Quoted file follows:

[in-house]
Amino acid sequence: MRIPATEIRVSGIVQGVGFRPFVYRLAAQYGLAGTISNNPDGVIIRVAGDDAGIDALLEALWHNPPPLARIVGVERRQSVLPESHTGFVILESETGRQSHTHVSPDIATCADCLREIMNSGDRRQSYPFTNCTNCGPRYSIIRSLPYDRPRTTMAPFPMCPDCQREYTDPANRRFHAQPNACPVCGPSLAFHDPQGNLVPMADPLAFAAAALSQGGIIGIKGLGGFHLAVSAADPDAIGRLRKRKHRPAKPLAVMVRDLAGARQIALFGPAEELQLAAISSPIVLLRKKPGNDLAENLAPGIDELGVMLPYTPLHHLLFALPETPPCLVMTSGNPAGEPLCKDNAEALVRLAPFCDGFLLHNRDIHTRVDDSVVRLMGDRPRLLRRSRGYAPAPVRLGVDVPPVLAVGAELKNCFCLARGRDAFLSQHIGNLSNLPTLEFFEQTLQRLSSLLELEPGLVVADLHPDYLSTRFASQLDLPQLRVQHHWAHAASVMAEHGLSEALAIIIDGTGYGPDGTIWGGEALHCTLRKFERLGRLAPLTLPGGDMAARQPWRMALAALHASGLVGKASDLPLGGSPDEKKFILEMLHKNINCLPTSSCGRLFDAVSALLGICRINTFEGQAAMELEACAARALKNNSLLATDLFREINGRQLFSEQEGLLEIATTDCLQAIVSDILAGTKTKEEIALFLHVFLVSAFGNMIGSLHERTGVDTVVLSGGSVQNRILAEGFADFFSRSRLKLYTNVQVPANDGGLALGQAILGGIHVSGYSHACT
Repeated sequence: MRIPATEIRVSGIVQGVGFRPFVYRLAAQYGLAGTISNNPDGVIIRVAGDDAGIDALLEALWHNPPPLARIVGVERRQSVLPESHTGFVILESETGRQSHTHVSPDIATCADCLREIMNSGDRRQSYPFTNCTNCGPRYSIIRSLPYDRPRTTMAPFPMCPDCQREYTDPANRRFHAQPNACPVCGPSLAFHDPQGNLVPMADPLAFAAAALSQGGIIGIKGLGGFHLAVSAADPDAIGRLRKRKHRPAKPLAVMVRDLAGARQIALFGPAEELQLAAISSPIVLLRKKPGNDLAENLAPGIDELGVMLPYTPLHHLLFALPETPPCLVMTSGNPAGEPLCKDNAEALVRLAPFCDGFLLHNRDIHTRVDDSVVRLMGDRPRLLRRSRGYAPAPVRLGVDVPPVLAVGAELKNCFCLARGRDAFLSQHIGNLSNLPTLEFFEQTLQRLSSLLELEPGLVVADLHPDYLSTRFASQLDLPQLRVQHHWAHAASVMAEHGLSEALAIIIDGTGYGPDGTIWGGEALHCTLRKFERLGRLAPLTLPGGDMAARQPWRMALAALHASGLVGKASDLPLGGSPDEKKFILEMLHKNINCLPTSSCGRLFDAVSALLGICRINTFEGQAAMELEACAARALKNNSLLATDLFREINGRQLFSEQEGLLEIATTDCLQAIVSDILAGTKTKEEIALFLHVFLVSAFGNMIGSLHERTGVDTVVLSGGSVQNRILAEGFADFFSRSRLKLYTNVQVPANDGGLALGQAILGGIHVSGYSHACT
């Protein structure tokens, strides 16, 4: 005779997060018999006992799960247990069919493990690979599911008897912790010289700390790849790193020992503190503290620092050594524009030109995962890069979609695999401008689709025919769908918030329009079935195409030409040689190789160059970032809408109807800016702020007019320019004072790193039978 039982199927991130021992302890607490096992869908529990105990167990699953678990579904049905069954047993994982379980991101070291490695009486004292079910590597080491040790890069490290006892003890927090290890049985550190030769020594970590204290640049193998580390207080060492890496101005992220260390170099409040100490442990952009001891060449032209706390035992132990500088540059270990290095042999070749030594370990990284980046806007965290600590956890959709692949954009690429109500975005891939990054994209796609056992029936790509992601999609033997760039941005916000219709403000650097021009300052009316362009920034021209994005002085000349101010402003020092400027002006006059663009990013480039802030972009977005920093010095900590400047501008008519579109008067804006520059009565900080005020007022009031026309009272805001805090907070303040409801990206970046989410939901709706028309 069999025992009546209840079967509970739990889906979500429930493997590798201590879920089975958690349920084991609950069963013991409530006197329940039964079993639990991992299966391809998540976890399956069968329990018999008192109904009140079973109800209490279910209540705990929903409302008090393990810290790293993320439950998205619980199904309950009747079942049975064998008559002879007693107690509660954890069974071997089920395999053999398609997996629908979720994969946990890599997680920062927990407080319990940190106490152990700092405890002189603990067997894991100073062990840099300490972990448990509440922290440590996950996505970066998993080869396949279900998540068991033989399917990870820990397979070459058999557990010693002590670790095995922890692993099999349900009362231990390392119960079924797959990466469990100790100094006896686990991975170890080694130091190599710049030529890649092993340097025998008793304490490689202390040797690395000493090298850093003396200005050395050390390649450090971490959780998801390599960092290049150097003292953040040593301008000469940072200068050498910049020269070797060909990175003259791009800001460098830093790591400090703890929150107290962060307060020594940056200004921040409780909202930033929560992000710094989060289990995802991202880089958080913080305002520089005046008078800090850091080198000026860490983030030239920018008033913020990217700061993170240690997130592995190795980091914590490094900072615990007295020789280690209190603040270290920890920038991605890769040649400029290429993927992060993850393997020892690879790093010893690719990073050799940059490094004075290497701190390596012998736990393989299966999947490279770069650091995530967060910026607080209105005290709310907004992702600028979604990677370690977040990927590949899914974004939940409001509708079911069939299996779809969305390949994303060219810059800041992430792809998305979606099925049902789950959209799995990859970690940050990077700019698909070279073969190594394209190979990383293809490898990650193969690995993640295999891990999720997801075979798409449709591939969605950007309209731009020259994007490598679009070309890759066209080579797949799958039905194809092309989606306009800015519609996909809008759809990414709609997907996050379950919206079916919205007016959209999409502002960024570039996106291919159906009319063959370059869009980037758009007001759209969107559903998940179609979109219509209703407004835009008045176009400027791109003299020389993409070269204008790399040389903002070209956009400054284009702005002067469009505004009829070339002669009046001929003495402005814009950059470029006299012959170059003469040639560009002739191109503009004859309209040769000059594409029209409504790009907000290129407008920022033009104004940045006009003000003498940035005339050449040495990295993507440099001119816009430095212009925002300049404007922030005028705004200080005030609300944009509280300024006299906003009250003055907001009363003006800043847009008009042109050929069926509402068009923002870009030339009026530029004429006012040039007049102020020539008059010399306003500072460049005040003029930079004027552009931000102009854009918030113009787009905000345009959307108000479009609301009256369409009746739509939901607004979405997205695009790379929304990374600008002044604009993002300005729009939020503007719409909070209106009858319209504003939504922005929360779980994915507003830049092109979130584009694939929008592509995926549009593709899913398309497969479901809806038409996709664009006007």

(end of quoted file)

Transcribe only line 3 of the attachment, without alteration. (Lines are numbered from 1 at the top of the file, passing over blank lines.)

Repeated sequence: MRIPATEIRVSGIVQGVGFRPFVYRLAAQYGLAGTISNNPDGVIIRVAGDDAGIDALLEALWHNPPPLARIVGVERRQSVLPESHTGFVILESETGRQSHTHVSPDIATCADCLREIMNSGDRRQSYPFTNCTNCGPRYSIIRSLPYDRPRTTMAPFPMCPDCQREYTDPANRRFHAQPNACPVCGPSLAFHDPQGNLVPMADPLAFAAAALSQGGIIGIKGLGGFHLAVSAADPDAIGRLRKRKHRPAKPLAVMVRDLAGARQIALFGPAEELQLAAISSPIVLLRKKPGNDLAENLAPGIDELGVMLPYTPLHHLLFALPETPPCLVMTSGNPAGEPLCKDNAEALVRLAPFCDGFLLHNRDIHTRVDDSVVRLMGDRPRLLRRSRGYAPAPVRLGVDVPPVLAVGAELKNCFCLARGRDAFLSQHIGNLSNLPTLEFFEQTLQRLSSLLELEPGLVVADLHPDYLSTRFASQLDLPQLRVQHHWAHAASVMAEHGLSEALAIIIDGTGYGPDGTIWGGEALHCTLRKFERLGRLAPLTLPGGDMAARQPWRMALAALHASGLVGKASDLPLGGSPDEKKFILEMLHKNINCLPTSSCGRLFDAVSALLGICRINTFEGQAAMELEACAARALKNNSLLATDLFREINGRQLFSEQEGLLEIATTDCLQAIVSDILAGTKTKEEIALFLHVFLVSAFGNMIGSLHERTGVDTVVLSGGSVQNRILAEGFADFFSRSRLKLYTNVQVPANDGGLALGQAILGGIHVSGYSHACT